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domingo, 16 de noviembre de 2014

NASA: Exploring the World's Protected Areas from Space.- Exploración de Áreas protegidas del mundo desde el espacio

Hola amigos: A VUELO DE UN QUINDE EL BLOG., la Agencia Espacial NASA, nos informa sobre la captación maravillosa de imágenes desde el espacio a al Tierra, tales como El Parque Nacional Egmont en Nueva Zelanda,
 
NASA, nos dice: ..."Un nuevo libro publicado esta semana pone de relieve cómo se está utilizando la vista desde el espacio con sensores que orbitan la Tierra para proteger a algunos de los más interesantes del mundo, el cambio, lugares amenazados . Desde el espacio, el Parque Nacional Egmont en Nueva Zelanda muestra los beneficios y limitaciones de las áreas protegidas. En esta imagen del Landsat 8 adquirió el 3 de julio de 2014, el parque, con el Monte Taranaki en su centro, se estableció en 1900. Esta isla aislada de bosque protegido (zonas de color verde oscuro) está rodeada de pastizales otrora boscosas (marrón claro y verde)....."

Exploring the World's Protected Areas from Space
A new book released this week highlights how the view from space with Earth-orbiting sensors is being used to protect some of the world’s most interesting, changing, and threatened places. From space, Egmont National Park in New Zealand shows the benefits and limitations of protected areas. In this Landsat 8 image acquired on July 3, 2014, the park, with Mt. Taranaki at its center, was established in 1900. This isolated island of protected forest (dark green areas) is surrounded by once-forested pasturelands (light and brown green).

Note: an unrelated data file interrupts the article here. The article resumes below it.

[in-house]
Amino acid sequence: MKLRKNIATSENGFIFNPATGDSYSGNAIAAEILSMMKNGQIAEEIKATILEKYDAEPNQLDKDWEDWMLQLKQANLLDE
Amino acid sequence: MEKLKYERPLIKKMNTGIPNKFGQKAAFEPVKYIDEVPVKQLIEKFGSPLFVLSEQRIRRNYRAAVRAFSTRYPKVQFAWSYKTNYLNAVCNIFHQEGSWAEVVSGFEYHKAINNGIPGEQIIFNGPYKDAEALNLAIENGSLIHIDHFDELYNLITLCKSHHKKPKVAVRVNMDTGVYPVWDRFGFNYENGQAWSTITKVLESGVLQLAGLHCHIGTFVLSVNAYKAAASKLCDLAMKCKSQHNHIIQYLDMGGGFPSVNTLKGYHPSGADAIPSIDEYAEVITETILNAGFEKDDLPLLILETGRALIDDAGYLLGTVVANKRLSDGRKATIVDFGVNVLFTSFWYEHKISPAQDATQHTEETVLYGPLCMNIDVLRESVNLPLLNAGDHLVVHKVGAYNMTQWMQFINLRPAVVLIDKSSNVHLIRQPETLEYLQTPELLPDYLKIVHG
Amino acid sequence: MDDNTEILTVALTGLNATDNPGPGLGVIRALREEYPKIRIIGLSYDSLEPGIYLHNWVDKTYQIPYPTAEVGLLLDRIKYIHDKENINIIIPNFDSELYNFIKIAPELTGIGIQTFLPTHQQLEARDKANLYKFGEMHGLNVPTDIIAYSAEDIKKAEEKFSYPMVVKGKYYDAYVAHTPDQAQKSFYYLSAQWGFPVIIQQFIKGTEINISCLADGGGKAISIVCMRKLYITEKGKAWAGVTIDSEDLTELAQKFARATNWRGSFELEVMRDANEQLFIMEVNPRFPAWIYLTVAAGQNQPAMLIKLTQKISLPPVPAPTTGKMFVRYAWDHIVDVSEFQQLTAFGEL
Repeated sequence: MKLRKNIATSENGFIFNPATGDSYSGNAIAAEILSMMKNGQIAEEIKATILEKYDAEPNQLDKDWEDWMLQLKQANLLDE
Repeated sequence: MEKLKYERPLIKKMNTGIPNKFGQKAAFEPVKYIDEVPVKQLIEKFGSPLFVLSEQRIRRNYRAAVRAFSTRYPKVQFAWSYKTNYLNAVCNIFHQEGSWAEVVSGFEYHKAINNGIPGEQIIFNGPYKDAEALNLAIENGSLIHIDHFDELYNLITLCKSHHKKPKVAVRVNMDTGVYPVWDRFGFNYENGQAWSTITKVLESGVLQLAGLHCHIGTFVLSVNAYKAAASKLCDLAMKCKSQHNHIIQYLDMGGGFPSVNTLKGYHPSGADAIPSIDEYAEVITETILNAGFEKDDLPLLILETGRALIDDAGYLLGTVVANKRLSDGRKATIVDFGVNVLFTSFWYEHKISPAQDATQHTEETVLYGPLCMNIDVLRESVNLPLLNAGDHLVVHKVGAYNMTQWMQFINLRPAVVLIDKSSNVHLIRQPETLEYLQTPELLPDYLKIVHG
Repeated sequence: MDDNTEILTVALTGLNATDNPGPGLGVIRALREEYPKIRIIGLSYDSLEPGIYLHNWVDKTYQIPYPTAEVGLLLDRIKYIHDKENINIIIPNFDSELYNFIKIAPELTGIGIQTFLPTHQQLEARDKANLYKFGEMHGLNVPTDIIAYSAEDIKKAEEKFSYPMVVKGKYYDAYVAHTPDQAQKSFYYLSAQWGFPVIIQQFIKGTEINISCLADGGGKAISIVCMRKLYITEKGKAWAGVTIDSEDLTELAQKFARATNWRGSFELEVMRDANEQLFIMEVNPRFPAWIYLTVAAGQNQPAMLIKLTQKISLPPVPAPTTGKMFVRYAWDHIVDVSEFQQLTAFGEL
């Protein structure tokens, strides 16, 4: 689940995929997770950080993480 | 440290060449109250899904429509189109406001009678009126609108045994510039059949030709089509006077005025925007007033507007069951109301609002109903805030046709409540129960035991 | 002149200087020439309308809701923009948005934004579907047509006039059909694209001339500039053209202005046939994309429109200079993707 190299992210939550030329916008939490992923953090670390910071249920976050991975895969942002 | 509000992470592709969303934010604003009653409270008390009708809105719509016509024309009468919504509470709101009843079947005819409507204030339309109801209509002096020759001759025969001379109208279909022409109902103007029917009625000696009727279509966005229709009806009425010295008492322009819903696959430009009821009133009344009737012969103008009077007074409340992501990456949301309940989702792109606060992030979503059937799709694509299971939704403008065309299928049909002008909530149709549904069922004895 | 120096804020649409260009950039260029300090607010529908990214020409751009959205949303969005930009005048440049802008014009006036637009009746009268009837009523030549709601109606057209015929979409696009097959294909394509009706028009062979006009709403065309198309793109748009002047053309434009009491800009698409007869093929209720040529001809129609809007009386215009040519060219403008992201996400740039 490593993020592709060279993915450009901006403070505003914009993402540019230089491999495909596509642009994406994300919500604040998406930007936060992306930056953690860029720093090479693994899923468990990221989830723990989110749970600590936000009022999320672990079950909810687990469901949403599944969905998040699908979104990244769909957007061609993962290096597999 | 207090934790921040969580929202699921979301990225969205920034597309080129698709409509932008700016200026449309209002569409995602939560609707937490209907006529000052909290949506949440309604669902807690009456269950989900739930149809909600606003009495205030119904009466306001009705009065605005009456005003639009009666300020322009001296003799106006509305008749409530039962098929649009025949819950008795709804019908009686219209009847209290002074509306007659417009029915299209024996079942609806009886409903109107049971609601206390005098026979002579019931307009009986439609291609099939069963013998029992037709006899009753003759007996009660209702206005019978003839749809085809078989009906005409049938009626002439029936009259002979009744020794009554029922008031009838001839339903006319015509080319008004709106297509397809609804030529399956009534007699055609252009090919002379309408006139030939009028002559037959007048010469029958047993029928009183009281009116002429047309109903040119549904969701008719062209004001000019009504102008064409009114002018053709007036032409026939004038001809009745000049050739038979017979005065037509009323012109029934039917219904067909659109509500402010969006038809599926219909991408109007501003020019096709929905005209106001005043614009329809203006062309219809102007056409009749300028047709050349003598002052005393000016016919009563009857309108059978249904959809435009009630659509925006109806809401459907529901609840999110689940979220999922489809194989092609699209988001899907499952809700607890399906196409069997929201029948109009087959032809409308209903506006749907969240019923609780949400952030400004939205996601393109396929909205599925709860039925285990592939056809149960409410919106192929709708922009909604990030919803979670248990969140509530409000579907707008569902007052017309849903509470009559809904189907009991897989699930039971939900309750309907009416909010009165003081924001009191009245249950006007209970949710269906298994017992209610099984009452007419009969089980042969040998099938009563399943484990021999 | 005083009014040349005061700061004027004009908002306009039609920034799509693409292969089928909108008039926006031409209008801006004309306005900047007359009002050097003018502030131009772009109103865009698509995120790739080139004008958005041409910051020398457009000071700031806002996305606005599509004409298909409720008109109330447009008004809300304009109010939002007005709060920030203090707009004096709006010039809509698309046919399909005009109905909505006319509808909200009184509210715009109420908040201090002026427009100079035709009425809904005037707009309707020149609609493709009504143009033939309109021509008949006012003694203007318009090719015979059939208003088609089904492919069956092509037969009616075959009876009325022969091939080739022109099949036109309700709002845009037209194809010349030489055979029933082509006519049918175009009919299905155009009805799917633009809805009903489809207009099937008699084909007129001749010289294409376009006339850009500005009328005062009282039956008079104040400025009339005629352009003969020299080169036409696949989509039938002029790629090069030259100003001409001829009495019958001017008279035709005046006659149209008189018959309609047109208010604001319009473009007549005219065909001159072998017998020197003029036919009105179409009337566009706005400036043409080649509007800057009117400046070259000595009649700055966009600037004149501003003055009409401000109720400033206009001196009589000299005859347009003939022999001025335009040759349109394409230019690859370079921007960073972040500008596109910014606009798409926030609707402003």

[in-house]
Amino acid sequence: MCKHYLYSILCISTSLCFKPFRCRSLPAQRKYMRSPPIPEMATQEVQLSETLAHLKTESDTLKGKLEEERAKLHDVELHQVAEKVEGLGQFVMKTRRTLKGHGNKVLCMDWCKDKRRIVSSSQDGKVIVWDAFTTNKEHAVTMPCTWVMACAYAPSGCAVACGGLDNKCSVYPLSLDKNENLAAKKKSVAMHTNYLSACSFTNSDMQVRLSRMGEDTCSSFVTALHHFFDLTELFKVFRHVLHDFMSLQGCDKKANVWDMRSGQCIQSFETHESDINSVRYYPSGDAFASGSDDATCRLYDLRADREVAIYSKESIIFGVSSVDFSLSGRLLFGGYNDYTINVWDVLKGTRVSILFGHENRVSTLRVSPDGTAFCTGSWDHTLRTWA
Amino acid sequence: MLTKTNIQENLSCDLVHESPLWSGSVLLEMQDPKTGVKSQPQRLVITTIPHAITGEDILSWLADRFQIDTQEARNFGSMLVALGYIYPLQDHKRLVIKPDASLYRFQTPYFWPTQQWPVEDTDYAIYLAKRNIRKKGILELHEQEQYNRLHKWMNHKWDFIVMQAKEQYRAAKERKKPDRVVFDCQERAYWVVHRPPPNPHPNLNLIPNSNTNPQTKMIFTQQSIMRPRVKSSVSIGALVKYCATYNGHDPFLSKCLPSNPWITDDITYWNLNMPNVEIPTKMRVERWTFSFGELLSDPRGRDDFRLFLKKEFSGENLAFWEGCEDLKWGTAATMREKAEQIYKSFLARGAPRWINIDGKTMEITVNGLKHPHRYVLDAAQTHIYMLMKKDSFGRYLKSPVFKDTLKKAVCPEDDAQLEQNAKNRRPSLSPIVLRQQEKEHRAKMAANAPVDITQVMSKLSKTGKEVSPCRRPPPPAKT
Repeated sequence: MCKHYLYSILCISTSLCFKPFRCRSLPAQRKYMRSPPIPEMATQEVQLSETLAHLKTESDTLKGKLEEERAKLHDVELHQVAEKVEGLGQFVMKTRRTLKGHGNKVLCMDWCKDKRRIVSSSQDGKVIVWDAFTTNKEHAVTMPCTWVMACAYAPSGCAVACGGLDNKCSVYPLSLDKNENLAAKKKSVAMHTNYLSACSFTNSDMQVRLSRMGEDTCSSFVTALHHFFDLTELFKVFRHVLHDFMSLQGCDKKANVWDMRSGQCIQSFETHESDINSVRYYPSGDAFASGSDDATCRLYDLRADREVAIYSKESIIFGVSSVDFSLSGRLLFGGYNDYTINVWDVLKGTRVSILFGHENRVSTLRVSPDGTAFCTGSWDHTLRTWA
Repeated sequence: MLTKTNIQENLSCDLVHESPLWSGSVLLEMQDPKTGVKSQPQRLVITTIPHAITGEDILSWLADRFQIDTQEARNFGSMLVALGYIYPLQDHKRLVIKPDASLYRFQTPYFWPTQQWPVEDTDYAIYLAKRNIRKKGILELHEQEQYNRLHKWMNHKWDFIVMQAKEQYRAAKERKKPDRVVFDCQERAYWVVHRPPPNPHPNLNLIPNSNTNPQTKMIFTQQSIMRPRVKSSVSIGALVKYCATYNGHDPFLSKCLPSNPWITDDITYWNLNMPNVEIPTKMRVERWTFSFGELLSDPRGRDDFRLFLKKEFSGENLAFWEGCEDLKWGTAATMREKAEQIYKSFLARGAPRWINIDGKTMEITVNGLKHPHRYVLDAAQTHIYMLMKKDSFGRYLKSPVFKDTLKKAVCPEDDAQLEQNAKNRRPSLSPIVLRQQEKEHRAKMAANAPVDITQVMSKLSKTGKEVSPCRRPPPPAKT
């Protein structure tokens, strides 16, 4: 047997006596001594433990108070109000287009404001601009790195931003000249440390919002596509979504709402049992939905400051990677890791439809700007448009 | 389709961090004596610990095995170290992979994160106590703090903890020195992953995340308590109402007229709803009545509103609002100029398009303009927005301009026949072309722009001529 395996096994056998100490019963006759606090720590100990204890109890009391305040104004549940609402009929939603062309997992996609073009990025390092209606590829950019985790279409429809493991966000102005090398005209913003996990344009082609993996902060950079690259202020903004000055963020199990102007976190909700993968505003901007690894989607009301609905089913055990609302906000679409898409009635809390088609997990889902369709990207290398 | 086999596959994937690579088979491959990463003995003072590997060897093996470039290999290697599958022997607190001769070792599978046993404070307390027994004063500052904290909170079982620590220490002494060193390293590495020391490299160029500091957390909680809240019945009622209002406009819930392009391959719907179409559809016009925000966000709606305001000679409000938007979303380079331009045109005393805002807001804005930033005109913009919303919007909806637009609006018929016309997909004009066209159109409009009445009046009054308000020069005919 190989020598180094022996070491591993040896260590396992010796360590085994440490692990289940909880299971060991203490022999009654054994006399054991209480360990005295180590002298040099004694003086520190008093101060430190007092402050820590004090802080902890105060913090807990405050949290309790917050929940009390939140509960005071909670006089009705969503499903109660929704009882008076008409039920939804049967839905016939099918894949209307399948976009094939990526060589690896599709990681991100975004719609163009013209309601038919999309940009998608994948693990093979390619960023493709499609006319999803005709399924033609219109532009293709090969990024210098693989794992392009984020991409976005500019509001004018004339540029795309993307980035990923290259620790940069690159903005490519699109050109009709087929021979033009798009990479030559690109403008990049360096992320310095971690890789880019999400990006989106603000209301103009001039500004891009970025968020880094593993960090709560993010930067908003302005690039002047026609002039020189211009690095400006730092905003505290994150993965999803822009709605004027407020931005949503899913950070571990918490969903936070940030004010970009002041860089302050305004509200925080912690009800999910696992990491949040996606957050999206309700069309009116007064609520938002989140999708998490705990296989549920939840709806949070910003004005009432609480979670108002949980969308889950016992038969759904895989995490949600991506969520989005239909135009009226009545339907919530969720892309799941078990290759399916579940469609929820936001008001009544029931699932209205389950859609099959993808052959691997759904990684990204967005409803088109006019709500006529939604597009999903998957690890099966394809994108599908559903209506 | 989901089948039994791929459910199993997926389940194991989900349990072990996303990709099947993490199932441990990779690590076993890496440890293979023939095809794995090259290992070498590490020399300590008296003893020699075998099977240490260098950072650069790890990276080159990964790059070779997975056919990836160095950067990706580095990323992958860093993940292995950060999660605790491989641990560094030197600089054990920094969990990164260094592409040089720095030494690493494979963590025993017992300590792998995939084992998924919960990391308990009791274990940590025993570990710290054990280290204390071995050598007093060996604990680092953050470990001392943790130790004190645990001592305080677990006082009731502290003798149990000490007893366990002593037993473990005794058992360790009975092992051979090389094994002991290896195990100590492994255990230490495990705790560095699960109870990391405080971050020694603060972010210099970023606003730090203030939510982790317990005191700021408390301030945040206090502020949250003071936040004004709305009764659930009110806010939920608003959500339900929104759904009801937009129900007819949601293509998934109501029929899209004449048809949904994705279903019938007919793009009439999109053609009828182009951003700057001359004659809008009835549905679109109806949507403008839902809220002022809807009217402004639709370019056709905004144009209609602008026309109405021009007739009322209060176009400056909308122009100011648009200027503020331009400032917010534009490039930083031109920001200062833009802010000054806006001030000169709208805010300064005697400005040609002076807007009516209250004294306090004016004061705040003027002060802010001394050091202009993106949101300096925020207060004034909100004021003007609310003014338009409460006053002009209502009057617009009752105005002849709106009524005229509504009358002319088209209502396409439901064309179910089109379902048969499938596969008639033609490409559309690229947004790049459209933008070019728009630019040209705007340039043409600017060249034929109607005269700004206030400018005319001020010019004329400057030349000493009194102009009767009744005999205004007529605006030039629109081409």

“Sanctuary: Exploring the World’s Protected Areas from Space,” published by the Institute for Global Environmental Strategies (Arlington, Virginia) with support from NASA, debuted at the 2014 World Parks Congress in Sydney, Australia. In the book’s foreword, NASA Administrator Charles Bolden writes, “NASA and numerous other space agency partners from around the globe have used this view from space to make incredible scientific advances in our understanding of how our planet works. As a result, we can now better gauge the impact of human activity on our environment and measure how and why our atmosphere, oceans, and land are changing. As a former astronaut who has looked upon our beautiful planet from space, I hope that we can advance the use of space-based remote sensing and other geospatial tools to study, understand, and improve the management of the world’s parks and protected areas as well as the precious biodiversity that thrives within their borders.”
Image Credit: NASA/USGS
NASA
Guillermo Gonzalo Sánchez Achutegui
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